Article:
“Sanjaya said, ‘After Bhimasena had been made carless, that hero,afflicted with the wordy darts of Karna and filled with rage, addressedPhalguna and said, ‘In thy very sight, O Dhananjaya, Karna hathrepeatedly said to me, ‘Eunuch, fool, glutton, unskilled in weapons, donot fight, child, unable to bear the burden of battle!’ He that wouldtell me so would be slain by me. Karna hath told me those words, OBharata! O mighty-armed one, thou knowest the vow which I have madejointly with thee. Remember the words that were then spoken by me. Oforemost of men, act in such a way that that vow of mine, O son of Kunti,as also thy own vow, may not be falsified. O Dhananjaya, do that by whichthat vow of mine may be made true.’ Hearing these words of Bhima, Arjunaof immeasurable prowess, getting near Karna in that battle, told him, ‘OKarna, thou art of false fight. O son of a Suta, thou applaudest thy ownself. Of wicked understanding, listen now to what I tell thee. Heroesmeet with either of these two things in battle, viz., victory or defeat.Both of these are uncertain, O son of Radha! The case is not otherwisewhen Indra himself is engaged in battle. Made carless by Yuyudhana, withthy senses no longer under thy control, thou wert almost at the point ofdeath. Remembering, however, that I had vowed to slay thee, that herodismissed thee without taking thy life. It is true thou hadst succeededin depriving Bhimasena of his car. Thy abuse, however, O son of Radha, ofthat hero was sinful. Those bulls among men that are truly righteous andbrave, having vanquished a foe, never boast, nor speak ill of anybody.Thy knowledge, however, is little. It is for this, O son of a Suta, thatthou indulged in such speeches. Then, again the abusive epithets thoudidst apply to the battling Bhimasena, endued with great prowess andheroism and devoted to the practices of the righteous, were notconsistent with truth. In the very sight of all the troops, of Kesava, asalso of myself, thou wert many a time made carless by Bhimasena inbattle. That son of Pandu, however, did not call thee a single harshword. Since, however, thou hast addressed Vrikodara in many harshspeeches, and since thou with others hast slain the son of Subhadra outof my sight, therefore, this very day obtain the fruit of those offencesof thine. It was for thy own destruction, O wicked wight, that thou didstthen cut off Abhimanyu’s bow; for that, O thou of little understanding,thou shalt be slain by me, with all thy followers, forces, and animals.Accomplish now all those acts which thou shouldst do, for a greatcalamity is impending over thee. I will slay Vrishasena in thy very sightin battle. All those other kings, again, that will fully advance againstme, I will despatch unto Yama’s abode. I say this truly, laying my handon my weapon. A fool as thou art, without wisdom and full of vanity, Isay that beholding thee lying on the field of battle the wickedDuryodhana will indulge in bitter lamentations.’ After Arjuna had vowedthe slaughter of Karna’s son, a loud and tremendous uproar arose amongstthe car-warriors. At that frightful time when confusion was everywhere,the thousand-rayed sun, dimming his rays, entered the Asta hill. Then, Oking, Hrishikesa, stationed in the van of battle embracing Arjuna who hadaccomplished his vow, told him these words, By good luck, O Jishnu, thygreat vow hath been accomplished. By good luck, that Vriddhakshatra hathbeen slain along with his son. The celestial generalissimo himself, O-Bharata, encountering the Dhartarashtra force, would, in battle, OJishnu, lose his senses. There is no doubt of this. Except thee, O tigeramong men, I do not even in thought see the person in the three worldsthat could fight with this host. Many royal warriors endued with greatprowess, equal to thee or superior have been united together atDuryodhana’s command. Clad in mail, they could not approach thee,encountering thy angry self in battle. Thy energy and might are equal tothat of Rudra or the Destroyer himself. None else is capable of puttingforth such prowess in battle as thou, O scorcher of foes, alone andunsupported, didst today put forth. Thus shall I applaud thee again afterKarna of wicked soul has been slain along with his followers. Thus shallI glorify thee when that foe of thine shall have been vanquished andslain.’ Unto him Arjuna replied, ‘Through thy grace, O Madhava, this vowthat even the gods could with difficulty accomplish, hath beenaccomplished by me. Their victory is not at all a matter of wonder thathave thee, O Kesava, for their lord. Through thy grace, Yudhishthira willobtain the whole earth. All this is due to thy power, O thou of Vrishni’srace! This is thy victory, O lord! Our prosperity is thy victory, O lord!Our prosperity is thy care and we are thy servants, O slayer of Madhu!’Thus addressed, Krishna smiled softly, and slowly urged the steeds. Andhe showed unto Partha, as they came, the field of battle abounding withcruel sights.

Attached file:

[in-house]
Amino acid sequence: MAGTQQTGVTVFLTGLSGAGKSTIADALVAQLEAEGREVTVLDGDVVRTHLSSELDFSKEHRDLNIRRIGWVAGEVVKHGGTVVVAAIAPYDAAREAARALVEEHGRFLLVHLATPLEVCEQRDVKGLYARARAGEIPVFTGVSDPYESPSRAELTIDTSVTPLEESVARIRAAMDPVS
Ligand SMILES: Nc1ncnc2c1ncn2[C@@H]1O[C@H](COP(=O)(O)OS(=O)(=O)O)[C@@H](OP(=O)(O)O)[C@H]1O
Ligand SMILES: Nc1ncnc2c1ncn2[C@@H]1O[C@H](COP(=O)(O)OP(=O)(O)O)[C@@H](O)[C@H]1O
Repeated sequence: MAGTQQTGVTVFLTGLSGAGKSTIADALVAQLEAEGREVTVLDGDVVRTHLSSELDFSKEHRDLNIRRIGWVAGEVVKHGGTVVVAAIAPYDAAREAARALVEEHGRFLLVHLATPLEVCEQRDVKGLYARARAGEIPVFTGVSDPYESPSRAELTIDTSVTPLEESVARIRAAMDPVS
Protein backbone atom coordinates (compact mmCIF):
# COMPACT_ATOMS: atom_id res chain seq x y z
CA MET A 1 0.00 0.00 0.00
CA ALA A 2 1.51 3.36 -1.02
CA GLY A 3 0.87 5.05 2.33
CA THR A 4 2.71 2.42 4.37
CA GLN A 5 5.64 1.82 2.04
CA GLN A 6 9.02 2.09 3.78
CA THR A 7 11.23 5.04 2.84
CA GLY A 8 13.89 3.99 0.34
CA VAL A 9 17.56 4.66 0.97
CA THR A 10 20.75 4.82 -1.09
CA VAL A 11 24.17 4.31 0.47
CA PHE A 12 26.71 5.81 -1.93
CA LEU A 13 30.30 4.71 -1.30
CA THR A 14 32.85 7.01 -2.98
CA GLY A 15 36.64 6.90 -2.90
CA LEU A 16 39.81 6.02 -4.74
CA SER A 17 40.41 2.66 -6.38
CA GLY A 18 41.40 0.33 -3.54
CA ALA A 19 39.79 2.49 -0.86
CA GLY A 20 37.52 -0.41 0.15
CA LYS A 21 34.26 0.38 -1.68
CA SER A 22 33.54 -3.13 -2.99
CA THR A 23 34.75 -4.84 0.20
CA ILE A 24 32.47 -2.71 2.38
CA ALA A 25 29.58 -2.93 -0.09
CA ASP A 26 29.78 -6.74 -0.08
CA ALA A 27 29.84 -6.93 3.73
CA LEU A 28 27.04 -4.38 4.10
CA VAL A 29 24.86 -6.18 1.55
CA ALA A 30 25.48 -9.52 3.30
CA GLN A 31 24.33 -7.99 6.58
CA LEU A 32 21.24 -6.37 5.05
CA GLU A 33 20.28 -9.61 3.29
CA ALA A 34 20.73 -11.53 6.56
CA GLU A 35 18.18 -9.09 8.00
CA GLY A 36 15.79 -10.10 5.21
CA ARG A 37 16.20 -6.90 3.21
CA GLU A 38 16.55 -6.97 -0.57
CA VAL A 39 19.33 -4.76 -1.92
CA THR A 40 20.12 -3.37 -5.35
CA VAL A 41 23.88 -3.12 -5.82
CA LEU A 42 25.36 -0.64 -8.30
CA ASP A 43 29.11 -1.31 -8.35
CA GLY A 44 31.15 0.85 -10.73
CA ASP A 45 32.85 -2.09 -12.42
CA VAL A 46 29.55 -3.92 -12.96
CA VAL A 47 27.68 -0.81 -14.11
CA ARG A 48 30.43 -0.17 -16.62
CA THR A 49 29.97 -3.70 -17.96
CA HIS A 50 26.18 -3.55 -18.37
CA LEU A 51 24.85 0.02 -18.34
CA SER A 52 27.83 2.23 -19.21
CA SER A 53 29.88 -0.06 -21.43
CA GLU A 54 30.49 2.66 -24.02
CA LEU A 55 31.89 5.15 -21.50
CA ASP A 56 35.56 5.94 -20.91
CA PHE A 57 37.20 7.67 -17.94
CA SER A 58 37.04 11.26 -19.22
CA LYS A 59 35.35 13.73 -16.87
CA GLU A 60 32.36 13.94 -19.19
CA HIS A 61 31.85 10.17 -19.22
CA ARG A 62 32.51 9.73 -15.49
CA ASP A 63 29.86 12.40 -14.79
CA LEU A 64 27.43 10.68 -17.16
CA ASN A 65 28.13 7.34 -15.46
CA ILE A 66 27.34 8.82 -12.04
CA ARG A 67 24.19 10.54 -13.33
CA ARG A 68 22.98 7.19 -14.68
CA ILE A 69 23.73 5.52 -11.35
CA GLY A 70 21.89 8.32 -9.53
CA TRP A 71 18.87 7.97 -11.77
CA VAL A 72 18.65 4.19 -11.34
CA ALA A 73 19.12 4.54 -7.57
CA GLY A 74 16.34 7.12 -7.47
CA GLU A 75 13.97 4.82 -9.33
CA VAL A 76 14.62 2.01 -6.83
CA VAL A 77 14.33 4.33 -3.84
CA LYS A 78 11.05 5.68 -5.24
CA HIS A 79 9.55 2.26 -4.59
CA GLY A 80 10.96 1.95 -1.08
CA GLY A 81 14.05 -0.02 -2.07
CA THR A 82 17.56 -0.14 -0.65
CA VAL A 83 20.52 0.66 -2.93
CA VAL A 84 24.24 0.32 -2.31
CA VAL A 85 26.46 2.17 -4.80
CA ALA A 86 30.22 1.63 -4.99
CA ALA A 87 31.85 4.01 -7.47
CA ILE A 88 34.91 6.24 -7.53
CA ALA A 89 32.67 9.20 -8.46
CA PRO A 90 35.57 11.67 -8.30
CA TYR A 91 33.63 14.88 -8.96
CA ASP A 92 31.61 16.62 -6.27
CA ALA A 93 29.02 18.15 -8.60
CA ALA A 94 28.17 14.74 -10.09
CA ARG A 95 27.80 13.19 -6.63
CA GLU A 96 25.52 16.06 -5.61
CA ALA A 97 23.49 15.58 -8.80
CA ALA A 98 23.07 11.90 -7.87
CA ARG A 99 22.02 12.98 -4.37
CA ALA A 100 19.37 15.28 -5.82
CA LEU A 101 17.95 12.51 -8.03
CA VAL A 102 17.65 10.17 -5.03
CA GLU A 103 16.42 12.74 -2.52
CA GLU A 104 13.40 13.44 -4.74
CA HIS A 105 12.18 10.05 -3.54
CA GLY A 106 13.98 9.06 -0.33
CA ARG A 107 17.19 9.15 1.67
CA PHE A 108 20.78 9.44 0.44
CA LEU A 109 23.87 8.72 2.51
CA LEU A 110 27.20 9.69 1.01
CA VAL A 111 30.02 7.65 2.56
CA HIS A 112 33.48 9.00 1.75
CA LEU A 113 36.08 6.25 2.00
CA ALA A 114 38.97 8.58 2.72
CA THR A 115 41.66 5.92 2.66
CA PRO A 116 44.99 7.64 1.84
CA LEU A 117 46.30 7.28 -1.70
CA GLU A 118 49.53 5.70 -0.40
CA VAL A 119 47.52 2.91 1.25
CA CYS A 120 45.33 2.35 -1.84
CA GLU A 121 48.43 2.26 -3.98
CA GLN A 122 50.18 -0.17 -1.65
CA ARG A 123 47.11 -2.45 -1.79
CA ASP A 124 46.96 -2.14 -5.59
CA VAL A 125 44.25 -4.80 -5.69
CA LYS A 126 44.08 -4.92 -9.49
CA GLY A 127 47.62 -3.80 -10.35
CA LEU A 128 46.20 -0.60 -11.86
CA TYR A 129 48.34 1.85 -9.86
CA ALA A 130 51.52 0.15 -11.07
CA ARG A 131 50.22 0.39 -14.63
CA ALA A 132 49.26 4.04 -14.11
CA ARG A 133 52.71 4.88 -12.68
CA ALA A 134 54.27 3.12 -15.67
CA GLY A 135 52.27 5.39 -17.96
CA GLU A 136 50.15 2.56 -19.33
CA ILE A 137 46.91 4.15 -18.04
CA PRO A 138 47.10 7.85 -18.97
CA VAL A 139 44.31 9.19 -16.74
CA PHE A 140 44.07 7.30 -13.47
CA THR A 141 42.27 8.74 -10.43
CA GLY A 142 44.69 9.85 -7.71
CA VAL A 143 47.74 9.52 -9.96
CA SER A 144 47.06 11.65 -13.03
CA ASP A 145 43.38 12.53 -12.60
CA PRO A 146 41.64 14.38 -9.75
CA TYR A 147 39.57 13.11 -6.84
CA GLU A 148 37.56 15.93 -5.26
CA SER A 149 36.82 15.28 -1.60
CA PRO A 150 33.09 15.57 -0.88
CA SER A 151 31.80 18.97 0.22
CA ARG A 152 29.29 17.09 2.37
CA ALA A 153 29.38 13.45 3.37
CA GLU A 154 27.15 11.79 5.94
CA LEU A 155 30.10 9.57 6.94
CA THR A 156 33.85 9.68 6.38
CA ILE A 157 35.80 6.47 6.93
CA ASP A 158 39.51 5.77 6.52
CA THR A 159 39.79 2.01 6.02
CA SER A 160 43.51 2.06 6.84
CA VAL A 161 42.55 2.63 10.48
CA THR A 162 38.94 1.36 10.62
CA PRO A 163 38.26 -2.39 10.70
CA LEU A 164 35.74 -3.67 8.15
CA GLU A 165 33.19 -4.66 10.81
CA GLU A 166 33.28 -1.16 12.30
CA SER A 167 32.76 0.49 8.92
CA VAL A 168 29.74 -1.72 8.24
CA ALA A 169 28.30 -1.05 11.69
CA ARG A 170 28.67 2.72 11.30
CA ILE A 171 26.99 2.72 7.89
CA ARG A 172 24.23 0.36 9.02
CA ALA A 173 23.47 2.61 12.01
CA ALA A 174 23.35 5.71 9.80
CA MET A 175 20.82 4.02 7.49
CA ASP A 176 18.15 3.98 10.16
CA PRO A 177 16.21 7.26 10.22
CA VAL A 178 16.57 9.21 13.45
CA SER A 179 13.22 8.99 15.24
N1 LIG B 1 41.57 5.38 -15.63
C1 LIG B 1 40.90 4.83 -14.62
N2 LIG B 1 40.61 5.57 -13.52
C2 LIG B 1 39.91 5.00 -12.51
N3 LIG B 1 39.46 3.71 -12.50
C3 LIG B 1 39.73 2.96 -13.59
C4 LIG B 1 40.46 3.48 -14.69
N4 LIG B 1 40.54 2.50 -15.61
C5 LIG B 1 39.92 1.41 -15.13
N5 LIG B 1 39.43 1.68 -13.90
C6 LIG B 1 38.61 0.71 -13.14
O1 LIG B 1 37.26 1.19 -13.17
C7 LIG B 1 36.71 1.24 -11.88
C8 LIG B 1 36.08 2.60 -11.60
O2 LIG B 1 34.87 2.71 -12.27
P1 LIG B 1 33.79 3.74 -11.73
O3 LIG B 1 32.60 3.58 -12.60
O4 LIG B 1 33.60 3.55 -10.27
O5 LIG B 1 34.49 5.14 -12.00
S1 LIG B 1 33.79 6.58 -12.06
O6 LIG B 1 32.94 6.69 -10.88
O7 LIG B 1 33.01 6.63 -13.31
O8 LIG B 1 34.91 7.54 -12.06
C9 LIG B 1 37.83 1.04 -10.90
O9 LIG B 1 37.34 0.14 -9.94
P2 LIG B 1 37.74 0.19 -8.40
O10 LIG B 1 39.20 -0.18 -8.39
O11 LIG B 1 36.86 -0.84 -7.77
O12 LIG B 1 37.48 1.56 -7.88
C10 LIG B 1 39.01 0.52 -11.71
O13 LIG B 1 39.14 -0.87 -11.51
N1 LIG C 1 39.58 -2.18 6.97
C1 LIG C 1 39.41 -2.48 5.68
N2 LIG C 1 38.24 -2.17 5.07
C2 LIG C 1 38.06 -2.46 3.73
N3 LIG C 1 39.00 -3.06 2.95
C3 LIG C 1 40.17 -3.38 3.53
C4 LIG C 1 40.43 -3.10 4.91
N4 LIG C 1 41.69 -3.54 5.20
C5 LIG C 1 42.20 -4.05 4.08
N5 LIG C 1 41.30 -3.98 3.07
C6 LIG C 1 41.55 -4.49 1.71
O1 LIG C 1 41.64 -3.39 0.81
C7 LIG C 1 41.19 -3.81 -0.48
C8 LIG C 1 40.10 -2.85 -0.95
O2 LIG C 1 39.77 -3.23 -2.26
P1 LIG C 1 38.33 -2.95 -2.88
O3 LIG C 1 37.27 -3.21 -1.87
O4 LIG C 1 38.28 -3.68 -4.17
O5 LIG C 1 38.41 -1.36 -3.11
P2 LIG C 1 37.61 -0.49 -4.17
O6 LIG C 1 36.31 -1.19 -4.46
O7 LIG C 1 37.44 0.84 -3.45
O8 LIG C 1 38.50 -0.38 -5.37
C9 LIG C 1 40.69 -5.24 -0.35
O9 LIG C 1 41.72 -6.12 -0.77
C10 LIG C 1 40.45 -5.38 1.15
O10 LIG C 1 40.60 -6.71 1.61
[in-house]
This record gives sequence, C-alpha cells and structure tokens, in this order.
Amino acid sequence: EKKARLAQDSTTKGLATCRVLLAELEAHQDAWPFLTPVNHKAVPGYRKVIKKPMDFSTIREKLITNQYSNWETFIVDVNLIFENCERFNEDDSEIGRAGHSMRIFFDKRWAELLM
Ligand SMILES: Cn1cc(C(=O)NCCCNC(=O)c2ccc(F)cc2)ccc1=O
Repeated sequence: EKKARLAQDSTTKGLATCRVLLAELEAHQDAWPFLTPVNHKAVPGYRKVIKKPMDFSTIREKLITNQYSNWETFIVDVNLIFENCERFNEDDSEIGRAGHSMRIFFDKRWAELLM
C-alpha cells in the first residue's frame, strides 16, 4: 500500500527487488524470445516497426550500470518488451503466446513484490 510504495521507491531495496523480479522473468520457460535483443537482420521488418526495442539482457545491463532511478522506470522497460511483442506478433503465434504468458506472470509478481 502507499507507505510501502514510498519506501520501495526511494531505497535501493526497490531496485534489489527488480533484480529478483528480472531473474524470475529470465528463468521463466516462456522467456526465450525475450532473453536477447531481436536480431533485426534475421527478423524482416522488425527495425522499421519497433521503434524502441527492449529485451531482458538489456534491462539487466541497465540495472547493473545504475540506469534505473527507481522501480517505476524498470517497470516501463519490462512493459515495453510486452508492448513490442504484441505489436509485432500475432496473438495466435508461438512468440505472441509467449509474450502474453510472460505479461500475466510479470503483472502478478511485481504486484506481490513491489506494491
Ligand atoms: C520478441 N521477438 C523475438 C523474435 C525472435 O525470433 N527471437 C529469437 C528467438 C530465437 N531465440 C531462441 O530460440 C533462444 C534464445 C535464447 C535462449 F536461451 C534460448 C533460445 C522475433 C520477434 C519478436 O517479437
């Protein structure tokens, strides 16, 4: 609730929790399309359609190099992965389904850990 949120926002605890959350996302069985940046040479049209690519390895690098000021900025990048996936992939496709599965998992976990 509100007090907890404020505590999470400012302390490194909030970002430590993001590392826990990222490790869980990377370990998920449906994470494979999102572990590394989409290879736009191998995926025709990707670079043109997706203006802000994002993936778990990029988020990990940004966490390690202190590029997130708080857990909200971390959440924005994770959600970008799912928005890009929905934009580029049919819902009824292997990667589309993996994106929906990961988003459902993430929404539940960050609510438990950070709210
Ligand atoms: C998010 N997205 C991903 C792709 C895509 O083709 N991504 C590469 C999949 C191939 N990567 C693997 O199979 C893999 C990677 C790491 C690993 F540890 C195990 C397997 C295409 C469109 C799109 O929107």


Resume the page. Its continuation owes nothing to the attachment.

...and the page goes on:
“Then Krishna said, ‘Desirous of victory in battle or world-wide famemany heroic kings are lying on the earth, struck with thy shafts. Theirweapons and ornaments lay scattered, and their steeds, cars, andelephants are mangled and broken. With their coats of mail pierced or cutopen, they have come to the greatest grief. Some of them are yet alive,and some of them are dead. Those, however, that are dead, still seem tobe alive in consequence of the splendour with which they are endued.Behold the earth covered with their shafts equipped with golden wings,with their numerous other weapons of attack and defence, and with theiranimals (deprived of life). Indeed, the earth looks resplendent withcoats of mail and necklaces of gems, with their heads decked withearrings, and headgears and diadems, and floral wreaths and jewels wornon crowns, and Kanthasutras and Angadas, and collars of gold, and withdiverse other beautiful ornaments. Strewn with Anuskaras and quivers,with standards and banners, with Upaskaras and Adhishthanas, with shaftsand crests of cars, with broken wheels and beautiful Akshas in profusion,with yokes and trappings of steeds, with belts and bows and arrows, withelephants, housings, with spiked maces and hooks of iron, with darts andshort arrows, with spears and pikes, with Kundas and clubs, withSataghnis and Bhushandis, with scimitars and axes, with short and heavyclubs and mallets, with maces and Kunapas, with whips decked with gold, Obull of Bharata’s race, with the bells and diverse other ornaments ofmighty elephants, with floral garlands and various kinds of decorations,and with costly robes all loosened from the bodies of men and animals,the earth shines brilliantly, like the autumnal firmament with planetsand stars. The lords of the earth, slain for the sake of earth, areslumbering on the earth clasping with their limbs the earth like a dearwife. Like mountains shedding through their caves and fissures streams ofliquid chalk, these elephants, resembling Airavata himself and huge asmountains, are shedding profuse streams of blood through the openings intheir bodies caused by weapons. Behold, O hero, those huge creaturesafflicted with shafts lying on the ground in convulsions. Behold, thosesteeds also, lying on the ground, adorned with trappings of gold. Beholdalso, O Partha, those riderless and driverless cars that had at one timeresembled celestial vehicles or the vapoury forms in the evening sky, nowlying on the ground, with standards and banners and Akshas and yokes cutinto pieces, and with broken shafts and crests, O lord. Foot-soldiersalso, O hero, bearing bows and shields and slain in hundreds andthousands are lying on the ground, bathed in blood and clasping the earthwith every limb and their locks smeared with dust. Behold, O mighty-armedone, those warriors with bodies mangled with thy weapons. Behold theearth, strewn with Yak-tails and fans, and umbrellas and standards, andsteeds and cars and elephants, and with diverse kinds of blankets, andreins of steeds, and beautiful robes and costly Varuthas (of cars), look,as if overspread with embroidered tapestry. Many warriors fallen from thebacks of well-equipped elephants along with those creatures themselvesthat they had ridden, are looking like lions fallen from mountain summitsstruck down by thunder. Mingled with the steeds (they had ridden) and thebows (they had held), horsemen and foot-soldiers in large numbers, arelying on the field, covered with blood. Behold, O foremost of men, thesurface of the earth is frightful to look at, covered as it is with largenumber of slain elephants and steeds and car-warriors, and miry withblood, fat, and rotten flesh in profusion, and on which dogs and wolvesand Pisachas and diverse wanderers of the night are cantering with joy!This fame-enhancing and mighty feat on the field of battle is capable ofbeing achieved by thee only, O puissant one, or by that chief of thegods, viz., Indra himself, who in great battle slayeth the Daityas andthe Danavas.’

“Sanjaya continued, “Thus showing the field of battle unto thediadem-decked Arjuna, Krishna blew his conch Panchajanya with the gleefulsoldiers of the Pandava army (blowing their respective conchs). Havingshown the field of battle unto the diadem-decked hero, that slayer offoes viz., Janardana quickly proceeded towards Ajatasatru, the son ofPandu, and informed him of the slaying of Jayadratha.'”[177]